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Archive for May 23rd, 2018
The Cuban exile tried for decades to oust longtime communist leader Fidel Castro.
Government documents released under the Freedom of Information Act reveal a pattern of abuse, says the ACLU. The government says its investigations found no evidence of misconduct.
For about seven months, the bureau has been telling Congress and the public that potential evidence on nearly 7,800 blocked devices continues to elude investigators. Those numbers are way off.
In February, officials dismantled a large homeless encampment along the Santa Ana River in Orange County. A legal settlement was supposed to set former residents there on a path toward permanent housing.
One out of five Americans say they personally know someone who has been addicted to opioids or prescription painkillers, according to a new report about the economic well-being of U.S. households.
A math teacher ousted one of Kentucky's top Republicans in a primary race. Forty-one current and former teachers were on the ballot and this is just one state where educators are running for office.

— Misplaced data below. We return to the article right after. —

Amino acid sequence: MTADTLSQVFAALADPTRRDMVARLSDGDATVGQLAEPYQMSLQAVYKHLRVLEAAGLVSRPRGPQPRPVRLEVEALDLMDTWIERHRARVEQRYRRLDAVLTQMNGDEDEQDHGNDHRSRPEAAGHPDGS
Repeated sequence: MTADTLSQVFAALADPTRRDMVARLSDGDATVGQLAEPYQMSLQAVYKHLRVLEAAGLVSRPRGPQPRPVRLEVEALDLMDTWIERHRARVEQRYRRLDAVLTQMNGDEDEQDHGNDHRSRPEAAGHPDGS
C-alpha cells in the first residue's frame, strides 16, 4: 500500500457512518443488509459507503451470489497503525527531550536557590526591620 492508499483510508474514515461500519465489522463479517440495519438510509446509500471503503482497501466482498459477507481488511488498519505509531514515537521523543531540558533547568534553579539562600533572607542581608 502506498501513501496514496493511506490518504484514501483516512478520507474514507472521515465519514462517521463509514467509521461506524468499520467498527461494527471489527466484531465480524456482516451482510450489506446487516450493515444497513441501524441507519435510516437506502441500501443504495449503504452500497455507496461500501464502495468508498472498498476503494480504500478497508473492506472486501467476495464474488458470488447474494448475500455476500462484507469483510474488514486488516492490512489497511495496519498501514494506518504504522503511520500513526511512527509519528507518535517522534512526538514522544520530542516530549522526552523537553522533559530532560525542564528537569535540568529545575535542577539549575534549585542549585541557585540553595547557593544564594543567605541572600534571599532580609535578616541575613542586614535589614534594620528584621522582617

Gavin Grimm was a high school student in Virginia when his local school board denied him access to the boys' bathroom. His case has stretched for years; now a federal judge has decided in his favor.
Emory Rounds III, if confirmed by the Senate, will take charge of the Office of Government Ethics, a once obscure agency that advises federal workers on how to comply with ethics laws.
Several groups that promote natural family planning and abstinence education say newly proposed guidelines could open the door for them to receive federal family planning funds for the first time.
A federal judge ruled Wednesday that the president and his aides cannot block critics from seeing his Twitter account simply because they had posted caustic replies to his tweets in the past.
To the researchers' surprise, they discovered that just 12 of 75 factors related to demographics, clinical care, social and economic factors, while the physical environment explained over 90 percent of the variation in well-being across the country.